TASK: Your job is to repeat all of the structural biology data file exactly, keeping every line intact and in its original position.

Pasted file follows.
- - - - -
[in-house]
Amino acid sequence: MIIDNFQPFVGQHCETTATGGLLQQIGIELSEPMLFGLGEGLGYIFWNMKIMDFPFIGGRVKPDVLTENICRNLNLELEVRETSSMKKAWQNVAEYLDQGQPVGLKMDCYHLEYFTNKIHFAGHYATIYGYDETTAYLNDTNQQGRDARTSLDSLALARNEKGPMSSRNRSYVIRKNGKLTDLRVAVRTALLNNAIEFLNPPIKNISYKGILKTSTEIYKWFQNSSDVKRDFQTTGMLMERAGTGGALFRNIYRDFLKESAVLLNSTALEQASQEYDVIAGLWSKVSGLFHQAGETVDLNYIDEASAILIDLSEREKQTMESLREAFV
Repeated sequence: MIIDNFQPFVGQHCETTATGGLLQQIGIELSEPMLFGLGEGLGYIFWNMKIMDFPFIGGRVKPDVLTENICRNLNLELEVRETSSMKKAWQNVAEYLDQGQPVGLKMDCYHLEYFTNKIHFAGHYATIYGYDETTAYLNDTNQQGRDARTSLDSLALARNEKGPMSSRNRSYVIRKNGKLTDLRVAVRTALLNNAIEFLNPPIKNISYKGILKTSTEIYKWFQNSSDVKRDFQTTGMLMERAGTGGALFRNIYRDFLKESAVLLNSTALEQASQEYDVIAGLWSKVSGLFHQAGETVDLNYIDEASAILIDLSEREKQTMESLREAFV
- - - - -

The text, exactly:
[in-house]
Amino acid sequence: MIIDNFQPFVGQHCETTATGGLLQQIGIELSEPMLFGLGEGLGYIFWNMKIMDFPFIGGRVKPDVLTENICRNLNLELEVRETSSMKKAWQNVAEYLDQGQPVGLKMDCYHLEYFTNKIHFAGHYATIYGYDETTAYLNDTNQQGRDARTSLDSLALARNEKGPMSSRNRSYVIRKNGKLTDLRVAVRTALLNNAIEFLNPPIKNISYKGILKTSTEIYKWFQNSSDVKRDFQTTGMLMERAGTGGALFRNIYRDFLKESAVLLNSTALEQASQEYDVIAGLWSKVSGLFHQAGETVDLNYIDEASAILIDLSEREKQTMESLREAFV
Repeated sequence: MIIDNFQPFVGQHCETTATGGLLQQIGIELSEPMLFGLGEGLGYIFWNMKIMDFPFIGGRVKPDVLTENICRNLNLELEVRETSSMKKAWQNVAEYLDQGQPVGLKMDCYHLEYFTNKIHFAGHYATIYGYDETTAYLNDTNQQGRDARTSLDSLALARNEKGPMSSRNRSYVIRKNGKLTDLRVAVRTALLNNAIEFLNPPIKNISYKGILKTSTEIYKWFQNSSDVKRDFQTTGMLMERAGTGGALFRNIYRDFLKESAVLLNSTALEQASQEYDVIAGLWSKVSGLFHQAGETVDLNYIDEASAILIDLSEREKQTMESLREAFV